Transcriptomics

Dataset Information

6

Transcription profiling by array of Arabidopsis expressing SOS1, M6PR or CBF3 under the control of the 35S promoter


ABSTRACT: Engineered abiotic stress resistance is an important target for increasing agricultural productivity.There are concerns, however, regarding possible ecological impacts of transgenic crops. In contrast to the first wave of transgenic crops, many abiotic stress resistance genes can initiate complex downstream changes. Transcriptome profiling has been suggested as a comprehensive non-targeted approach to examine secondary effects. We compared phenotypic and transcriptomic effects of constitutive expression of genes intended to confer salt stress tolerance by three different mechanisms: a transcription factor, CBF3/DREB1a; a metabolic gene, M6PR, for mannitol biosynthesis; and the Na+/H+ antiporter, SOS1. Transgenic CBF3, M6PR, and SOS1 Arabidopsis thaliana were grown together in the growth chamber, greenhouse and field. In the absence of salt, M6PR and SOS1 lines performed comparably to wild type; CBF3 lines exhibited dwarfing as reported previously. All three transgenes conferred fitness advantage when subjected to 100 mM NaCl in the growth chamber. CBF3 and M6PR affected transcription of numerous abiotic stress- related genes as measured by Affymetrix microarray analysis. M6PR additionally modified expression of biotic- and oxidative- stress genes. Transcriptional effects of SOS1 in the absence of salt were smaller and primarily limited to redox-related genes. The extent of transcriptome change, however, did not correlate with effects on growth and reproduction. Thus, magnitude of global transcriptome differences may not predict phenotypic differences upon which environment and selection act to influence fitness. These observations have implications for interpretation of transcriptome analyses in the context of risk assessment and emphasize importance of evaluation within a phenotypic context. Both transgenic plants and relative WT plants were grown in the growth chamber in the absence and presence of salt stress. Plants from 20 days after sowing (6 days after salt treatment) were used for RNA extraction and hybridization on Affymetrix microarrays. There were two biological replicates for each genotype and salt treatment combination.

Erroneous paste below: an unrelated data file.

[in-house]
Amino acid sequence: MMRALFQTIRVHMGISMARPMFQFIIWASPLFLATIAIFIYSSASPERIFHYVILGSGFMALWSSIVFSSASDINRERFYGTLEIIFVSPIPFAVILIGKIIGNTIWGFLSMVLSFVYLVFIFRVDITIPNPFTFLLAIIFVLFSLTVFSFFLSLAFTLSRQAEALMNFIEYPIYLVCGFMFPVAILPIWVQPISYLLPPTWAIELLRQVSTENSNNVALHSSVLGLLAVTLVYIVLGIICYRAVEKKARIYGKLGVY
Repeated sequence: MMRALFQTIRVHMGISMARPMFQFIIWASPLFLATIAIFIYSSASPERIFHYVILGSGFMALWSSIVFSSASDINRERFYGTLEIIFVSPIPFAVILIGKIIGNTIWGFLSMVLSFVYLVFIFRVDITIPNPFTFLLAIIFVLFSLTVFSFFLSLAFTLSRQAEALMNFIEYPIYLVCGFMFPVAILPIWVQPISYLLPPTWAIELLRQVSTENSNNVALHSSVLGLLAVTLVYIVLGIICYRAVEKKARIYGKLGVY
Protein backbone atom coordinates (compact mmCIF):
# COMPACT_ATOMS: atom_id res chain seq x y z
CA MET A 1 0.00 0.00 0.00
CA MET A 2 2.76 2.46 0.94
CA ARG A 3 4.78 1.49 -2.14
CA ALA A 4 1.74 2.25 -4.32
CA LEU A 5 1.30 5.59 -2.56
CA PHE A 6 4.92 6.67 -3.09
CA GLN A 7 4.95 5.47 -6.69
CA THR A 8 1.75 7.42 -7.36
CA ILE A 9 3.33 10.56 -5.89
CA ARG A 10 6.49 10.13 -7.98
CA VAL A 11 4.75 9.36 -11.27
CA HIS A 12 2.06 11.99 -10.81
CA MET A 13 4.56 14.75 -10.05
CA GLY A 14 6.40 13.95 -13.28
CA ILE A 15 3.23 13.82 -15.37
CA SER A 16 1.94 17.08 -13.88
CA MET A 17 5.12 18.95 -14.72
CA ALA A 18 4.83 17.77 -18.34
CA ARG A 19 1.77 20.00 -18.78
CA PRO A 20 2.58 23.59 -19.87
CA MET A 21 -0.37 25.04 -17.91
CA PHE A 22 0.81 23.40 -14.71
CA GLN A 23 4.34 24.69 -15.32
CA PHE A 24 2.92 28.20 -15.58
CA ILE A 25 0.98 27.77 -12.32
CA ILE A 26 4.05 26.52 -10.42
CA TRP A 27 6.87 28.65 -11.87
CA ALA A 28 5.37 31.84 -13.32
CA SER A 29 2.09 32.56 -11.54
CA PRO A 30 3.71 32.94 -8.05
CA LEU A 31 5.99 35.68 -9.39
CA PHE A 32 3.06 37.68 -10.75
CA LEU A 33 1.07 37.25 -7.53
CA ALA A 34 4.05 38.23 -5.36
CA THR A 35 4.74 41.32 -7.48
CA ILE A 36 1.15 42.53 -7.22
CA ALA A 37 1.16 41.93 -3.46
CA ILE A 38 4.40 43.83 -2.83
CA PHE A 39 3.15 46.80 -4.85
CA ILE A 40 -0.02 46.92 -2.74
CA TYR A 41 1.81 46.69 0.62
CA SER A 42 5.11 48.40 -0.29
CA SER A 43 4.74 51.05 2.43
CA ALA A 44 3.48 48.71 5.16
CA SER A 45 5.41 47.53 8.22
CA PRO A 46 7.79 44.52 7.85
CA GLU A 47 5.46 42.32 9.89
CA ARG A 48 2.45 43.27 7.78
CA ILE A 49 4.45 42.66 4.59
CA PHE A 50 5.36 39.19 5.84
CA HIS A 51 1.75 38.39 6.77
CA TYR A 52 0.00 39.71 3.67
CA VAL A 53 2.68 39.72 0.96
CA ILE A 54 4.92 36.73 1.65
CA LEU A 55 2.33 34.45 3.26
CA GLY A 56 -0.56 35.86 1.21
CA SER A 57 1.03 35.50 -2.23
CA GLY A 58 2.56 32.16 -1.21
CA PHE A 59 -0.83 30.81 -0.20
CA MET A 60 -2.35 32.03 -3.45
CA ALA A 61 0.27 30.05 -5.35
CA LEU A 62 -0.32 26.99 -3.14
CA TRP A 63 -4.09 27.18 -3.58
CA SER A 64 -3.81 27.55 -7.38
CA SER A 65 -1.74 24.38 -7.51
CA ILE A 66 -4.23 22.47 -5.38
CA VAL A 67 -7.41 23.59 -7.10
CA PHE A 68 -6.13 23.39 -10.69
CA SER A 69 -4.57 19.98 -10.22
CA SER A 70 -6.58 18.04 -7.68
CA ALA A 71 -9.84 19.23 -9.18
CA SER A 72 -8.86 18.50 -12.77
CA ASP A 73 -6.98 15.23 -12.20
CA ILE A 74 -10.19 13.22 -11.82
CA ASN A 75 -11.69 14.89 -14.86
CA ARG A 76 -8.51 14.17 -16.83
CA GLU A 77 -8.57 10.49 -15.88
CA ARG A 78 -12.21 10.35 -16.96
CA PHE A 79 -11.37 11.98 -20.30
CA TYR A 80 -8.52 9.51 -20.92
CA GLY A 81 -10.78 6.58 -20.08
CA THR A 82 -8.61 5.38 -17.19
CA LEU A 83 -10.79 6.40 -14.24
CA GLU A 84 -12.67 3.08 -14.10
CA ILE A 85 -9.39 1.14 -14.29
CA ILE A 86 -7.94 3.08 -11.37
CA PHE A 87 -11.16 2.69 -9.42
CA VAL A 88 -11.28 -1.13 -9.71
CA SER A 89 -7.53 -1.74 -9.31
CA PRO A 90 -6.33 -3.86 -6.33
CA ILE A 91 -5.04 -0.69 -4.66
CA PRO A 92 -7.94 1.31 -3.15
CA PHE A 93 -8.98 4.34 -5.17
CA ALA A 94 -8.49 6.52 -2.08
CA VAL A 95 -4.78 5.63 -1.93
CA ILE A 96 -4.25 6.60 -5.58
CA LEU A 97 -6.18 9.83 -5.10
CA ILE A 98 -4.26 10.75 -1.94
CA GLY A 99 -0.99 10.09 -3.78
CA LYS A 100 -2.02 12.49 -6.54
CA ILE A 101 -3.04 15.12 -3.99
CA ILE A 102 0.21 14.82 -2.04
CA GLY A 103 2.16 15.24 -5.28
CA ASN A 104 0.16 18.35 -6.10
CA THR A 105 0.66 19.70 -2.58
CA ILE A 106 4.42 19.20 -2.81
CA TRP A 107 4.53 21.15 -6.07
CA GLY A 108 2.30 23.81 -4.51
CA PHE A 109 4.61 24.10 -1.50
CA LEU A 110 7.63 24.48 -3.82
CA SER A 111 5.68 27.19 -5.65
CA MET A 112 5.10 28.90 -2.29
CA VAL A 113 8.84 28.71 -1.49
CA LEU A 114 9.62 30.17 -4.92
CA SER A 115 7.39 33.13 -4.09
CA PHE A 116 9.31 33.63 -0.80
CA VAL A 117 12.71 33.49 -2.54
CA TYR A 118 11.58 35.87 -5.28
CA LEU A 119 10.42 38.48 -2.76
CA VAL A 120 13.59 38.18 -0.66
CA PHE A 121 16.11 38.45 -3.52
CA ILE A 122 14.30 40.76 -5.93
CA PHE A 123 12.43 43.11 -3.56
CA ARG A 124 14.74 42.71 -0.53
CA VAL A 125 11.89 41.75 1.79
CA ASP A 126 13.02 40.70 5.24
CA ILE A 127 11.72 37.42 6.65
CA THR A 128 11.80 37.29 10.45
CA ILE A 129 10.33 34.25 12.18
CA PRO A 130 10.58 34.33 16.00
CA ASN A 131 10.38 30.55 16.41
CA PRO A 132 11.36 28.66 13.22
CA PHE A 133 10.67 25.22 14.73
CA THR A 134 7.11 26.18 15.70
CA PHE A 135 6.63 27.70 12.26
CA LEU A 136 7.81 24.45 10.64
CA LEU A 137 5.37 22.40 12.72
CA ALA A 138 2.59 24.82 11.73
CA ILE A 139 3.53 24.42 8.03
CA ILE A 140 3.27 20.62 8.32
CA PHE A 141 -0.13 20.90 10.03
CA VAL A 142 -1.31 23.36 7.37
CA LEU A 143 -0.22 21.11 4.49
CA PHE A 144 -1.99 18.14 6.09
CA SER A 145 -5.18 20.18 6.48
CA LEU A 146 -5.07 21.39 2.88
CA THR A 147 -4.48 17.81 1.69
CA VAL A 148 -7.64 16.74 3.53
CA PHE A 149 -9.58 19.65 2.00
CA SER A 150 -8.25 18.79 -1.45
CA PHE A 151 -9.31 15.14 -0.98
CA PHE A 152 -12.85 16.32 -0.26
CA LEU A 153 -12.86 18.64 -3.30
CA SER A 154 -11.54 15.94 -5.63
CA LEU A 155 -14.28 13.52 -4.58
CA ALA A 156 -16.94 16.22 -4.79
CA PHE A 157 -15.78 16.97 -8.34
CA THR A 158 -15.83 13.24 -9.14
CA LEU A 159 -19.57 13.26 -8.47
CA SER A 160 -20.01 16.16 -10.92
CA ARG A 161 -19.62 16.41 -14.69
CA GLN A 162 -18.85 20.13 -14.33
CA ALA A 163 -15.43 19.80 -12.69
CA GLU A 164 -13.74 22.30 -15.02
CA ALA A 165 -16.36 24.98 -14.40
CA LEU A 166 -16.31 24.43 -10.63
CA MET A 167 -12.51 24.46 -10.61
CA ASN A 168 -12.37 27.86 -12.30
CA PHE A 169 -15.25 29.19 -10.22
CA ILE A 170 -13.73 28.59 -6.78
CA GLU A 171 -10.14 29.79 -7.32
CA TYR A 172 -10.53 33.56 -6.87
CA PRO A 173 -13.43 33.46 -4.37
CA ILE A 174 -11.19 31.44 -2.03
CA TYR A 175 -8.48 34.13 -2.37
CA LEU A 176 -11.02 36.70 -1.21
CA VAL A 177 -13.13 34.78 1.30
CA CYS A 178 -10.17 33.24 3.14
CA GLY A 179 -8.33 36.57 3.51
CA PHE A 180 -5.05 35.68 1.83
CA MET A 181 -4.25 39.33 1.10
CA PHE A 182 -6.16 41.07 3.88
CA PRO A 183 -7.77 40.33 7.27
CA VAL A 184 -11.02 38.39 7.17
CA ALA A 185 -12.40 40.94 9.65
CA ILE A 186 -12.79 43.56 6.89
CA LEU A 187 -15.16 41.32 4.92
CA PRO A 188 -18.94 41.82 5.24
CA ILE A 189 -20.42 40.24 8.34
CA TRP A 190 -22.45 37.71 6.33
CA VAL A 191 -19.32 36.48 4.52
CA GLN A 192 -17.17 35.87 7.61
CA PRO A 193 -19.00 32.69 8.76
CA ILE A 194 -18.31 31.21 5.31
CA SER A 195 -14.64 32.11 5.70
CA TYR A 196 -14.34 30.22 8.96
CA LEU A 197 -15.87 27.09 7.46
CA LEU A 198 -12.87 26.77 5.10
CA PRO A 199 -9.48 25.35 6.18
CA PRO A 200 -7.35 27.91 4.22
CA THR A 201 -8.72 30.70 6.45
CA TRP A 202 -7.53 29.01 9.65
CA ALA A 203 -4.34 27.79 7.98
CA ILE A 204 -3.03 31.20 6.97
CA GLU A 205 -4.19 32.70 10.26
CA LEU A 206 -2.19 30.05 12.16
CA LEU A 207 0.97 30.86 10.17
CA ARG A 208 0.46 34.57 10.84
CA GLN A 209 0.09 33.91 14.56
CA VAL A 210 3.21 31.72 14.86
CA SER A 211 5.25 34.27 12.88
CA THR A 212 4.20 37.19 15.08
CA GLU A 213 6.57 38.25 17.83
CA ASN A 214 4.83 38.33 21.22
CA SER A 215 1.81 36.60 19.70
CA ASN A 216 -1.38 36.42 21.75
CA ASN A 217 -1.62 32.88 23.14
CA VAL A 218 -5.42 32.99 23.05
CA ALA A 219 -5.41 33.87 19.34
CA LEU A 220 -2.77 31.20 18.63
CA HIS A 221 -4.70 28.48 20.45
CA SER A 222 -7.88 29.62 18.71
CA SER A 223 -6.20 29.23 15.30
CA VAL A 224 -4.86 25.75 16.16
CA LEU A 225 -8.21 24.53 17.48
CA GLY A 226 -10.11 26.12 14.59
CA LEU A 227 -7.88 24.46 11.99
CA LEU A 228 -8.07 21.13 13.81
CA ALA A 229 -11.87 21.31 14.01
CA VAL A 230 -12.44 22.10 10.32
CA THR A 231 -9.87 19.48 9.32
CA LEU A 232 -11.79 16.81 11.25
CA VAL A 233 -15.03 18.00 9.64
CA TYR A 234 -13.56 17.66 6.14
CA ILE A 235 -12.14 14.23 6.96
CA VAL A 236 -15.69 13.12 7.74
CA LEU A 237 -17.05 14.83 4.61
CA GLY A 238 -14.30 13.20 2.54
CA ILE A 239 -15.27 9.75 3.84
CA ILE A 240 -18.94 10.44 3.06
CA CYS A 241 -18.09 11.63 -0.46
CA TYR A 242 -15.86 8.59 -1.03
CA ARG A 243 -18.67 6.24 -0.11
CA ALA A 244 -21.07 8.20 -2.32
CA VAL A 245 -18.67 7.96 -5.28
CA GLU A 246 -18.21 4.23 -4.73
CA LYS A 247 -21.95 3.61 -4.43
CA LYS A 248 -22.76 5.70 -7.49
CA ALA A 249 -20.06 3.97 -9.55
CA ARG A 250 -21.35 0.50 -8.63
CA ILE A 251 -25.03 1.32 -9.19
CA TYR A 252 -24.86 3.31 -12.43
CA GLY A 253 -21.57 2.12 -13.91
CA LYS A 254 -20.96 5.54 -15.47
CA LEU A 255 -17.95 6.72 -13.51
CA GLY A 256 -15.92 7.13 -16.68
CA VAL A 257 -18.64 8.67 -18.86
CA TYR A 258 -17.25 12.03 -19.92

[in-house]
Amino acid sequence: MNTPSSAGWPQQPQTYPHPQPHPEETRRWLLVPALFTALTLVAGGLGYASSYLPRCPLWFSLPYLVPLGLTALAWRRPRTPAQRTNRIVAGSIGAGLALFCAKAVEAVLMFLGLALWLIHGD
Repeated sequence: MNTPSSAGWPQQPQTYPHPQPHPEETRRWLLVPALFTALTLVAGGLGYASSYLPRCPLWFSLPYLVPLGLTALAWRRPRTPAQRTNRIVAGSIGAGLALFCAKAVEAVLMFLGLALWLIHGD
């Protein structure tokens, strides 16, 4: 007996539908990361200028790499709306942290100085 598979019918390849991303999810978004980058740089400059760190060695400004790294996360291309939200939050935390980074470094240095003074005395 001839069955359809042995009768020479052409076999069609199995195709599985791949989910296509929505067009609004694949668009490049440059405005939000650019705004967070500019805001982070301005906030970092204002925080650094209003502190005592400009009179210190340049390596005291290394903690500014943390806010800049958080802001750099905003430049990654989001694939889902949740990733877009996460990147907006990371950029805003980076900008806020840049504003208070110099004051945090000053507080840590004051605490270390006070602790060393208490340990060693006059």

ORGANISM(S): Arabidopsis thaliana  

SUBMITTER: Rebecca Grumet   Zhulong Chan  Wayne Loescher 

PROVIDER: E-GEOD-26983 | ArrayExpress | 2011-10-05

SECONDARY ACCESSION(S): GSE26983PRJNA135931

REPOSITORIES: GEO, ArrayExpress

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Publications

Comparison of salt stress resistance genes in transgenic Arabidopsis thaliana indicates that extent of transcriptomic change may not predict secondary phenotypic or fitness effects.

Chan Zhulong Z   Bigelow Patrick J PJ   Loescher Wayne W   Grumet Rebecca R  

Plant biotechnology journal 20111110 3


Engineered abiotic stress resistance is an important target for increasing agricultural productivity. There are concerns, however, regarding possible ecological impacts of transgenic crops. In contrast to the first wave of transgenic crops, many abiotic stress resistance genes can initiate complex downstream changes. Transcriptome profiling has been suggested as a comprehensive non-targeted approach to examine the secondary effects. We compared phenotypic and transcriptomic effects of constituti  ...[more]

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